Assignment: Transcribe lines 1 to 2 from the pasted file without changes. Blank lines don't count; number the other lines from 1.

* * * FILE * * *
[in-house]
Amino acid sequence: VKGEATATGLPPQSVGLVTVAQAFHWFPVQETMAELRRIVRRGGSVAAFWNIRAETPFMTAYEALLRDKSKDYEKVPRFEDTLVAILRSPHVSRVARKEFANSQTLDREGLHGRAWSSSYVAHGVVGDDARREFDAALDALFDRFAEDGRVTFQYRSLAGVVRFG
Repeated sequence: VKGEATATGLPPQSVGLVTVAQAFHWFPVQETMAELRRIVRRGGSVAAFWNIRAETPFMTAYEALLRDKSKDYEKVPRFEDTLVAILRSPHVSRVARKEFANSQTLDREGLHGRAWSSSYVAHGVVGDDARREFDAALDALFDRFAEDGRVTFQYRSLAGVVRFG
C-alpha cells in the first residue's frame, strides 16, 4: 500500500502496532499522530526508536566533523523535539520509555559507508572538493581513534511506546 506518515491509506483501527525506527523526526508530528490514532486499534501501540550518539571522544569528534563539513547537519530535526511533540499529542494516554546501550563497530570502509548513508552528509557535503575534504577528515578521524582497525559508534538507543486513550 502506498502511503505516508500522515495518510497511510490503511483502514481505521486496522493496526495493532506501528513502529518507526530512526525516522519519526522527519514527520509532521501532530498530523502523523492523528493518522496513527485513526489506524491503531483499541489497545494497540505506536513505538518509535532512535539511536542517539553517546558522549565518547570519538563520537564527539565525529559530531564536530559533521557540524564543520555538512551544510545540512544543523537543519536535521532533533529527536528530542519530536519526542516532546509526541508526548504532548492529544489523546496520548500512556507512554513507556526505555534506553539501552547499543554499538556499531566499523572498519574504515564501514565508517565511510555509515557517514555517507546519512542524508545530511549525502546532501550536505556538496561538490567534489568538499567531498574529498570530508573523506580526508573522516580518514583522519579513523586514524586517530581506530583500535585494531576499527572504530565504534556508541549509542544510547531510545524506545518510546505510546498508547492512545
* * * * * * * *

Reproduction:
[in-house]
Amino acid sequence: VKGEATATGLPPQSVGLVTVAQAFHWFPVQETMAELRRIVRRGGSVAAFWNIRAETPFMTAYEALLRDKSKDYEKVPRFEDTLVAILRSPHVSRVARKEFANSQTLDREGLHGRAWSSSYVAHGVVGDDARREFDAALDALFDRFAEDGRVTFQYRSLAGVVRFG